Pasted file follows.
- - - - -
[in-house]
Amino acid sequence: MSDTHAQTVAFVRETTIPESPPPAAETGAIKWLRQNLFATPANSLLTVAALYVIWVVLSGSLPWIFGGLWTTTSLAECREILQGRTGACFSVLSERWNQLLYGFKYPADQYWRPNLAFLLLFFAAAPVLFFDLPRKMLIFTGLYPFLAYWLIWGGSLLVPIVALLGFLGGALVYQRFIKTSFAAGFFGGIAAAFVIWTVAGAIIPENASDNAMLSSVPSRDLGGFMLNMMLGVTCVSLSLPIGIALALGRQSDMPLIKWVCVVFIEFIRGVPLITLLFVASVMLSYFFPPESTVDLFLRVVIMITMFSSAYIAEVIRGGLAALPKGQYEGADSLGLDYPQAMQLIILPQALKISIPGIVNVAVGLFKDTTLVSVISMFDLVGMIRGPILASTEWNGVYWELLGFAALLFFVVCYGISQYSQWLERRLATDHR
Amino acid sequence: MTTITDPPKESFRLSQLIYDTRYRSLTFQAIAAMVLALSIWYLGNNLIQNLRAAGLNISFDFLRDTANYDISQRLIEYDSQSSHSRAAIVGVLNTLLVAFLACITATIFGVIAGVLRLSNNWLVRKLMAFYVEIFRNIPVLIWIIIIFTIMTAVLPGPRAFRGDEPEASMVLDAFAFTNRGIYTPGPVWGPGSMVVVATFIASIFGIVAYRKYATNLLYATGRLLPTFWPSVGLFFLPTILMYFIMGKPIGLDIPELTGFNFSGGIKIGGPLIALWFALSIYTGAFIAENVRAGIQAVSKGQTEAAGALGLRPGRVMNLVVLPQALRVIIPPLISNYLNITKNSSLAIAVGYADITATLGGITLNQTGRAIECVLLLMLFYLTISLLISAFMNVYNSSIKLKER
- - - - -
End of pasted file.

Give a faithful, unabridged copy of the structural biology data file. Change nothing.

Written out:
[in-house]
Amino acid sequence: MSDTHAQTVAFVRETTIPESPPPAAETGAIKWLRQNLFATPANSLLTVAALYVIWVVLSGSLPWIFGGLWTTTSLAECREILQGRTGACFSVLSERWNQLLYGFKYPADQYWRPNLAFLLLFFAAAPVLFFDLPRKMLIFTGLYPFLAYWLIWGGSLLVPIVALLGFLGGALVYQRFIKTSFAAGFFGGIAAAFVIWTVAGAIIPENASDNAMLSSVPSRDLGGFMLNMMLGVTCVSLSLPIGIALALGRQSDMPLIKWVCVVFIEFIRGVPLITLLFVASVMLSYFFPPESTVDLFLRVVIMITMFSSAYIAEVIRGGLAALPKGQYEGADSLGLDYPQAMQLIILPQALKISIPGIVNVAVGLFKDTTLVSVISMFDLVGMIRGPILASTEWNGVYWELLGFAALLFFVVCYGISQYSQWLERRLATDHR
Amino acid sequence: MTTITDPPKESFRLSQLIYDTRYRSLTFQAIAAMVLALSIWYLGNNLIQNLRAAGLNISFDFLRDTANYDISQRLIEYDSQSSHSRAAIVGVLNTLLVAFLACITATIFGVIAGVLRLSNNWLVRKLMAFYVEIFRNIPVLIWIIIIFTIMTAVLPGPRAFRGDEPEASMVLDAFAFTNRGIYTPGPVWGPGSMVVVATFIASIFGIVAYRKYATNLLYATGRLLPTFWPSVGLFFLPTILMYFIMGKPIGLDIPELTGFNFSGGIKIGGPLIALWFALSIYTGAFIAENVRAGIQAVSKGQTEAAGALGLRPGRVMNLVVLPQALRVIIPPLISNYLNITKNSSLAIAVGYADITATLGGITLNQTGRAIECVLLLMLFYLTISLLISAFMNVYNSSIKLKER